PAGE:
In medicine, a port is a small medical appliance that is installed beneath the skin. A catheter connects the port to a vein. Under the skin, the port has a septum through which drugs can be injected and blood samples can be drawn many times, usually with less discomfort for the patient than a more typical "needle stick".
Ports are used mostly to treat hematology and oncology patients. Ports were previously adapted for use in hemodialysis patients, but were found to be associated with increased rate of infections and are no longer available in the US.
The port is usually inserted in the upper chest (known as a "chest port"), just below the clavicle or collar bone, leaving the patient's hands free.
The tumors are usually noncancerous (benign), but sometimes can become cancerous (malignant). Symptoms are often mild. However, complications of neurofibromatosis can include hearing loss, learning impairment, heart and blood vessel (cardiovascular) problems, loss of vision, and severe pain.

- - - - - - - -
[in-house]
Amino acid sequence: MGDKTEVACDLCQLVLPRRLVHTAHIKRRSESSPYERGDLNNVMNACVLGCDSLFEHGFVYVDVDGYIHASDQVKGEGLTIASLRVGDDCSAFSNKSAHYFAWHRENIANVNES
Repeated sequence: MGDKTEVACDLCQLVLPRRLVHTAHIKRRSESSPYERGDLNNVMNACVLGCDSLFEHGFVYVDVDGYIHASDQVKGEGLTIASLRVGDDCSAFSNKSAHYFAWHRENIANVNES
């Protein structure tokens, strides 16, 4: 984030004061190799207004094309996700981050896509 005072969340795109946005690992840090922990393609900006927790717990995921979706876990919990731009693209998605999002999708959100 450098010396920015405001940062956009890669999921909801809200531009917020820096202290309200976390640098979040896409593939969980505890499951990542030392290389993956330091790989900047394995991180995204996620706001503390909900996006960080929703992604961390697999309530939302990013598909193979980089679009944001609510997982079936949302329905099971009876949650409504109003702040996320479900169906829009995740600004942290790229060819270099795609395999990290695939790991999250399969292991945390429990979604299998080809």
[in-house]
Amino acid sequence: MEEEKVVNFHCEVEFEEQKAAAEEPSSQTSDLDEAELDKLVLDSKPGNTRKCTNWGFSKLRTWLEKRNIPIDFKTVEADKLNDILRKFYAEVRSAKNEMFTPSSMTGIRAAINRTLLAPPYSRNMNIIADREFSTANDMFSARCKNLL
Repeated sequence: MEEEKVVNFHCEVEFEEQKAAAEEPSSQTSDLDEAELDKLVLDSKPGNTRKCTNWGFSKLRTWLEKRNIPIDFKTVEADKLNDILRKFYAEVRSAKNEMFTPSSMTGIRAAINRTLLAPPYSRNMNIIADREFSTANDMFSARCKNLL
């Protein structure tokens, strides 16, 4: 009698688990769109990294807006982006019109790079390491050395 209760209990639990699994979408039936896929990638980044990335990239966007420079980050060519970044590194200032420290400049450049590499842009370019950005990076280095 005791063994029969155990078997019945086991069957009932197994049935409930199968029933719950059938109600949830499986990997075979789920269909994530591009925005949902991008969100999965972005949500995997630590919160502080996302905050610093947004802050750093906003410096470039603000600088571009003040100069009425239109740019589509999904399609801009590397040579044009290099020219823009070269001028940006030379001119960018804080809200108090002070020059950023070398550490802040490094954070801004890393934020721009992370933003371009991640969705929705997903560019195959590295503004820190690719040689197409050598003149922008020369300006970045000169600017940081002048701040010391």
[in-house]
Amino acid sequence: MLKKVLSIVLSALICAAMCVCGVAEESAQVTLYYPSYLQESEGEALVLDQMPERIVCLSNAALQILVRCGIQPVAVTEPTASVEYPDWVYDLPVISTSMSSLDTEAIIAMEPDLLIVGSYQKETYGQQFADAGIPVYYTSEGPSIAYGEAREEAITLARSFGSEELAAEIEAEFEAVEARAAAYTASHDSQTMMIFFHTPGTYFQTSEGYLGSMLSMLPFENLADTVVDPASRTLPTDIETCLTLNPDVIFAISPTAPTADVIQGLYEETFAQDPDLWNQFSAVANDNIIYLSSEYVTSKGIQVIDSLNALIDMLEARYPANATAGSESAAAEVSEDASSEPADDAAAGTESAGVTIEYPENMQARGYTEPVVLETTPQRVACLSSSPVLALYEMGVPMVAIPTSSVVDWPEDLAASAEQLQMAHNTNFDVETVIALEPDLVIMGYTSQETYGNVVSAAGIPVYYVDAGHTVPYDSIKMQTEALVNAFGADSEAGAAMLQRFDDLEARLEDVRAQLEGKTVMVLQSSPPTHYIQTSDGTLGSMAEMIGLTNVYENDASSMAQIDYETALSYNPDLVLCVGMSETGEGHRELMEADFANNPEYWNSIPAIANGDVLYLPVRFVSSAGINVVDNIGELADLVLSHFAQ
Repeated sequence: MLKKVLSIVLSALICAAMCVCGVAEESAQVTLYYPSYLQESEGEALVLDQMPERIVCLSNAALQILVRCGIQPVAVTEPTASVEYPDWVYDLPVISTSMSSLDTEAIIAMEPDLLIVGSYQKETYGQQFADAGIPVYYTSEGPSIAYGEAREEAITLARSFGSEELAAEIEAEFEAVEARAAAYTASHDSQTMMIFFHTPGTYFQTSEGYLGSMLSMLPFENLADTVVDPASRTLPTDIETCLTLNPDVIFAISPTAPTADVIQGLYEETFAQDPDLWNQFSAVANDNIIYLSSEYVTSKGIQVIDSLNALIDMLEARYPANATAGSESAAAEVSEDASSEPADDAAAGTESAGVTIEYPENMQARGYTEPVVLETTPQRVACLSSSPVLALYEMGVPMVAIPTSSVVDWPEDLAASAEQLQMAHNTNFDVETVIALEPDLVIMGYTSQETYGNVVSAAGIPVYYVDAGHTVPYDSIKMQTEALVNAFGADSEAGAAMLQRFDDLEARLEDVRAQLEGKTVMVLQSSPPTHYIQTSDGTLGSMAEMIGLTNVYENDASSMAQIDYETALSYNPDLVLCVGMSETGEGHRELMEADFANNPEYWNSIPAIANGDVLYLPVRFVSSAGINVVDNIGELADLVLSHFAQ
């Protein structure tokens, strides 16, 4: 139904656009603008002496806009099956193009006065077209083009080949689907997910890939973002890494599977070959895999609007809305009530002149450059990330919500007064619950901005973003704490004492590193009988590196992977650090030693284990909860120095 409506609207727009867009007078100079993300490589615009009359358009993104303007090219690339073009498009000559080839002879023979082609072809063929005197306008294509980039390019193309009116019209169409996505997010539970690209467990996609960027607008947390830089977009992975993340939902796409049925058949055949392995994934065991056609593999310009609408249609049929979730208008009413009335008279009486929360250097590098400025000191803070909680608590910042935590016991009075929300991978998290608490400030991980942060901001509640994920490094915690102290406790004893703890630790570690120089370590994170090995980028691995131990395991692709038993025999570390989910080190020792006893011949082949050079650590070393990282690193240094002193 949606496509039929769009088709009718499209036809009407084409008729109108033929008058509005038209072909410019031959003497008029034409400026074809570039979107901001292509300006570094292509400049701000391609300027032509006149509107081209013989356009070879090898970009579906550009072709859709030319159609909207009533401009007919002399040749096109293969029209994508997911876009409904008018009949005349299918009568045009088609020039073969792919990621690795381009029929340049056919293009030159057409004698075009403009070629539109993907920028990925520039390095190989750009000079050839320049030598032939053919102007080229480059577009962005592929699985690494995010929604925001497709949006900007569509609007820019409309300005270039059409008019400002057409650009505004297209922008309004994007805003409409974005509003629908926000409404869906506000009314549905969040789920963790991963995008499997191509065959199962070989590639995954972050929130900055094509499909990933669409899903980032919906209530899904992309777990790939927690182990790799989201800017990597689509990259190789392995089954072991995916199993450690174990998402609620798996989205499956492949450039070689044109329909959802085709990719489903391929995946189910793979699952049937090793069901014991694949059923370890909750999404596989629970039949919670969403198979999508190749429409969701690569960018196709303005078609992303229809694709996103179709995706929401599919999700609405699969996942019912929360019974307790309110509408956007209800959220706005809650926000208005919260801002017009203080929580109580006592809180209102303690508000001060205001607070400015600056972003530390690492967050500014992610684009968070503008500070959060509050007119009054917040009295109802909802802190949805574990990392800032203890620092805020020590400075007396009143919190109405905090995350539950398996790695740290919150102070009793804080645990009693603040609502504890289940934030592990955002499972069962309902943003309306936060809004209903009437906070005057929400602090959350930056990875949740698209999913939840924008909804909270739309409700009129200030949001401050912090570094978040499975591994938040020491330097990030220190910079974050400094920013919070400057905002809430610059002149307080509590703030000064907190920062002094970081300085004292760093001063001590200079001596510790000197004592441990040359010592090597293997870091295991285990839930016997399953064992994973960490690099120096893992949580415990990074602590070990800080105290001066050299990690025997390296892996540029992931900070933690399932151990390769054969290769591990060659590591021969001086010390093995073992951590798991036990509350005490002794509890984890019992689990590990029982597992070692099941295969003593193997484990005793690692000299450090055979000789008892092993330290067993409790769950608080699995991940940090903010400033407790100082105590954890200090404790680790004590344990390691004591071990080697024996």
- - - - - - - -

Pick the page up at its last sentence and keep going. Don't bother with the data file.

As a sump tube where the physician desires to keep the stomach continuously and completely evacuated of swallowed air, swallowed saliva, gastric secretions or fresh blood the nasogastric (NG) tube is used with a vacuum source. The original Levin tube failed Dr. Harold W. Andersen in 1958 and he endeavored to engineer a double lumen NG tube to reduce the vacuum of the aspiration lumen by adding a vent lumen to the outside including an anti-reflux filter at the proximal end of the vent lumen and additional markings for placing the tube in the patient. This was the first double-lumen nasogastric tube.
Also indicated for the symptomatic relief of itch associated with chickenpox.
Read more: http://www.cancer.ca/en/cancer-information/diagnosis-and-treatment/stem-cell-transplant/harvesting-stem-cells/?region=on#ixzz4S6I53iHX